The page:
Including viral infection data supports an association between particulate pollution and respiratory admissions
Article first published online: 25 NOV 2010
© 2011 The Authors. ANZJPH © 2011 Public Health Association of Australia
Australian and New Zealand Journal of Public Health
Volume 35, Issue 2, pages 163–169, April 2011
How to Cite
Fukuda, K., Hider, P. N., Epton, M. J., Jennings, L. C. and Kingham, S. P. (2011), Including viral infection data supports an association between particulate pollution and respiratory admissions. Australian and New Zealand Journal of Public Health, 35: 163–169. doi: 10.1111/j.1753-6405.2010.00620.x
- Issue published online: 5 APR 2011
- Article first published online: 25 NOV 2010
- Submitted: January 2010 Revision requested: March 2010 Accepted: August 2010
- Air pollution;
Objective: To refine and revise previous air pollution, climate and health time series analysis in Christchurch, New Zealand, introducing viral identification data (positive identification count and outbreak, defined as two of more positive tests).
Method: The effects on daily respiratory admissions for five years (1998–2002) of air pollution (PM10), climate and virology (incorporating actual counts and outbreaks of influenza A and B (INF), para influenza virus type 3 (PIV) and respiratory syncytial virus (RSV) were examined using generalised additive models (GAMs), which are one of semiparametric models. Results were also compared with a model that included climate and air pollution parameters but without the inclusion of virology data. The data were analysed aggregately and then stratified by age group and season.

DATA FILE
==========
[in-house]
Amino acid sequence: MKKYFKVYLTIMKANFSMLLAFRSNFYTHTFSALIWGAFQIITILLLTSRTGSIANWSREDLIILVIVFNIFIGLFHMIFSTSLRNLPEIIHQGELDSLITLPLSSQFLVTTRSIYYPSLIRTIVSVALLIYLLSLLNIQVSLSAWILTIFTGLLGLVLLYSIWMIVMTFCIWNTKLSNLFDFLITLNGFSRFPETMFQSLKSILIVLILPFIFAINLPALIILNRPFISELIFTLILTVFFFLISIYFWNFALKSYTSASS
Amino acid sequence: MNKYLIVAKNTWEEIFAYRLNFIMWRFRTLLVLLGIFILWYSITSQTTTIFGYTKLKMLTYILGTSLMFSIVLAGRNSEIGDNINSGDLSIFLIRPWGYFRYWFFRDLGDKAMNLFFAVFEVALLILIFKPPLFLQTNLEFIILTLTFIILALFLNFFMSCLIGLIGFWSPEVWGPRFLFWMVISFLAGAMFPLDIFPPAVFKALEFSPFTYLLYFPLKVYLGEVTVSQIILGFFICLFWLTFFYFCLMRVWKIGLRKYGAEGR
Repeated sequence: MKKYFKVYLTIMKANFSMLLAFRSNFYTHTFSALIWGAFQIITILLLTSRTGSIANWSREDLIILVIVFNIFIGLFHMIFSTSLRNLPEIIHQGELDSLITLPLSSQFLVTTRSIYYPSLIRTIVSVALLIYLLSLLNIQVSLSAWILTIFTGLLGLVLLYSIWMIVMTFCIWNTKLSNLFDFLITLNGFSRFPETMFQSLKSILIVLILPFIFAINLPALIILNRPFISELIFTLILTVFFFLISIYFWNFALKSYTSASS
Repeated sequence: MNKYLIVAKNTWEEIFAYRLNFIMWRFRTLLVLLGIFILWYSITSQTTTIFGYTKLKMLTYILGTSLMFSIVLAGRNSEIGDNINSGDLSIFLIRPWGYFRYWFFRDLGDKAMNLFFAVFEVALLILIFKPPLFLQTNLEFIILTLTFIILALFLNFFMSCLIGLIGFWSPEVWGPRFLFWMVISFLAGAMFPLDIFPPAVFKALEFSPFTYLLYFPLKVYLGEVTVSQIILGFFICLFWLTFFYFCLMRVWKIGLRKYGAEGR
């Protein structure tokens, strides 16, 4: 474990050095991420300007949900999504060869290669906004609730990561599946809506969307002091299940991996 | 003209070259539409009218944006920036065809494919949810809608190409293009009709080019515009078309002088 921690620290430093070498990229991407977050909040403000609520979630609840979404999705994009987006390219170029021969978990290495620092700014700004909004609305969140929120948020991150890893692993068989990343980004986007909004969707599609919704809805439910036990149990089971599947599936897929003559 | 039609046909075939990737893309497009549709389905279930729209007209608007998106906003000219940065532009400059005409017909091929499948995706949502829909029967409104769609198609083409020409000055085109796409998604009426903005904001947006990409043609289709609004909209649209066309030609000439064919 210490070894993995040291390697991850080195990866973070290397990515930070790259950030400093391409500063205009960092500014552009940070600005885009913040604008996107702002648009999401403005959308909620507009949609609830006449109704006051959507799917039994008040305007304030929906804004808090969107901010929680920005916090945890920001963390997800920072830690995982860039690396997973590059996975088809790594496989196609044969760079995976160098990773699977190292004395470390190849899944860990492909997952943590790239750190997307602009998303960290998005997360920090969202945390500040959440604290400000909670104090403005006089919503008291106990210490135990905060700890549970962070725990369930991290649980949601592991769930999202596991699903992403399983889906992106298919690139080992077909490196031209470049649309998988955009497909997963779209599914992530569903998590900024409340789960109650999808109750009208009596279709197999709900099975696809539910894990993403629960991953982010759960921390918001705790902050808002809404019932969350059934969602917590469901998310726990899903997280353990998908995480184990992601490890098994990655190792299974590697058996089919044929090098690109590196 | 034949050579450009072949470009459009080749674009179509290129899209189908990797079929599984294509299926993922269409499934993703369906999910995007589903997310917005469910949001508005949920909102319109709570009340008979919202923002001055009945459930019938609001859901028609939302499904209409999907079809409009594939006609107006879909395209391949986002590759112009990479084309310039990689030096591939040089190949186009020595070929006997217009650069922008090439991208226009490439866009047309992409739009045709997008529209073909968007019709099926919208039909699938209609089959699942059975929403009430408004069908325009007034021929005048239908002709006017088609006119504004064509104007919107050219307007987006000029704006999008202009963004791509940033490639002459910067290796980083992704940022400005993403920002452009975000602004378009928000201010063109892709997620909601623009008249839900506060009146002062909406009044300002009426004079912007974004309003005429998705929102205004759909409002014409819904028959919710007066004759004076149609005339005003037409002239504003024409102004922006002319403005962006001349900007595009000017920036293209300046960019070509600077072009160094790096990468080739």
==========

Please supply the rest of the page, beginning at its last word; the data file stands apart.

Results: Different virology data detected various association levels. The highest estimates were a 3.93% (CI: 2.69–5.17) and a 3.88% (CI: 2.65–5.12) rise in respiratory admissions for a rise of 10 µg/m3 annual PM10 with outbreak and actual counts of PIV respectively for 0–19 years old with a three-day lag.
Conclusion: Refining a statistical model with the addition of virology data gives a similar estimation of the association between PM10 levels and respiratory admissions to previous research. Use of the indicator of an outbreak of viral infection appears to be similar to actual count of viruses detected.